Library Resources
    The University of Adelaide’s Barr Smith Library provides a range of learning resources including texts, journals, periodicals, magazines, and access to online databases and information services. It also offers a virtual library which is accessible via the University’s website. The University Library web page is: http://www.adelaide.edu.au/library/ 

    From this link, you are able to access the Library's electronic resources.

    Online Learning
    MyUni is the University of Adelaide's online learning environment. It is used to support traditional face-to-face lectures, tutorials and workshops at the University. MyUni provides access to various features including announcements, course materials, discussion boards and assessments for each online course of study (see: https://myuni.adelaide.edu.au)
  • Learning & Teaching Activities
    Learning & Teaching Modes
    This course is offered in blended learning mode with the face-to-face component offered as intensives.
    Workload

    The information below is provided as a guide to assist students in engaging appropriately with the course requirements.

    As a guide, a 3 unit course comprises a total of 156 hours work (this includes face-to-face contact, any online components, and self directed study).
    Learning Activities Summary

    This is a draft schedule and session dates are a guide only. The timetable may be changed during the course delivery if necessary.

    Intensive Day Exploring Opportunity Preparation

    Day 1
    Friday

     1. Introduction
    - Overview of course and outline of syllabus, assignments and assessment
    - Confidentiality and personal backgrounds
    - MyUni tools
    Entreprneurship and Opportunity
    - The core of entrepreneurial activity
    - The role of innovation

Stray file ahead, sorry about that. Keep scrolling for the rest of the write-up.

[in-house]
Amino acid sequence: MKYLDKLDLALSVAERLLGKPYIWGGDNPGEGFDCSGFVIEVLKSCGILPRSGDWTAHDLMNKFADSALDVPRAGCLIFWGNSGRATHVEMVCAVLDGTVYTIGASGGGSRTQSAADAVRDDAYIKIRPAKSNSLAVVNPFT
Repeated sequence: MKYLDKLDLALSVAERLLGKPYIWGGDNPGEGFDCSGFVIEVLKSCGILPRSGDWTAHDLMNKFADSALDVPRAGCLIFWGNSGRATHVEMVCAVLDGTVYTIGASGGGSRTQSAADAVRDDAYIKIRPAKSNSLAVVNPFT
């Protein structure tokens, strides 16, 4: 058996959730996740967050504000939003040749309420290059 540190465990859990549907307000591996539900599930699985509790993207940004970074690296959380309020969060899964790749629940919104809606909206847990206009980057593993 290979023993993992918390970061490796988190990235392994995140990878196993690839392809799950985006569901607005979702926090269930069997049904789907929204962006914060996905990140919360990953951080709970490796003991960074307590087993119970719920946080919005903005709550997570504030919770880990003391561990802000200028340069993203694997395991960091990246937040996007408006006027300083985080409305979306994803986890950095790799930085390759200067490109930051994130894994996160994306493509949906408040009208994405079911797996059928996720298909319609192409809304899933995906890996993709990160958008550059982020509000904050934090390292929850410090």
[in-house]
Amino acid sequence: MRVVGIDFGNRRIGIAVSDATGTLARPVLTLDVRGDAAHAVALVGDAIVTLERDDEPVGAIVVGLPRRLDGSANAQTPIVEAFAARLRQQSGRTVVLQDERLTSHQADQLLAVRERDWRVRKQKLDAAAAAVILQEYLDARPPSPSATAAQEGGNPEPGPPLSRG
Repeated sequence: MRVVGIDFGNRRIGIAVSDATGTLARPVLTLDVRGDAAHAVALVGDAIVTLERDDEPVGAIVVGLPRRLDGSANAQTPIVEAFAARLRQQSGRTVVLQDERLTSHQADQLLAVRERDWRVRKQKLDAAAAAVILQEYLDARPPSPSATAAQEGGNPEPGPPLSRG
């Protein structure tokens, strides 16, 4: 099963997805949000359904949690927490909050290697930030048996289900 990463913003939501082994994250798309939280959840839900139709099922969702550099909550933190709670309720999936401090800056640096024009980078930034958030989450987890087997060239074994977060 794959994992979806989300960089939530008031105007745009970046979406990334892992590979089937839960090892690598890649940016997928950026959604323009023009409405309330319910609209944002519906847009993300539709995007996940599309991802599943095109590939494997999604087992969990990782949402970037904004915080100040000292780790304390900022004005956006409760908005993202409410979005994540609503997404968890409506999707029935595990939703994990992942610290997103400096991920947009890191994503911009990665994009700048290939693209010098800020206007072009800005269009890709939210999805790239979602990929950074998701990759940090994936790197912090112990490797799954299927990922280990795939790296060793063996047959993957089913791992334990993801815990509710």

Frederick, O’Connor and Kuratko 2016, Ch 6, 9

    Day 2
    Saturday

    2. The Opportunity Landscape
    - Scanning for opportunities
    - Opportunity and innovation
    - Entrepreneurial thinking and behaviour
    - The power of creativity
    - Visionary thinking - building future scenarios
    Frederick, O’Connor and Kuratko 2013, Ch 2, 9
    3. Exercise - Exploring Opportunity Concepts
    - Group activity
    - Guidelines for individual presentation in session 9
    - Knowing your audience
    - Overview of the elements of an opportunity screen

    4. Value Proposition - Compelling Need
    - Problem definition
    - Ceating value
    - Communicating the need

    Solomon 2002, Ch4

    5. Identifying the Customer
    - Needs and wants
    - Customer identification and segmentation
    - Customer motivations

    Frederick, O’Connor and Kuratko 2016, Ch 10

    Supplemental:
    Lehman & Winer 2005, Ch4
    Kaplan & Warren, 209 Ch4

    Day 3
    Sunday

    6. Right time, right place?
    -
    Market Analysis
    - Environment analysis
    - Sources of opportunities
    - Life cycle analysis
    Rice et al 2010, Ch3
    Schaper & Volery 2004, Ch3
    7. Industry and Market Dynamics
    - Channels to market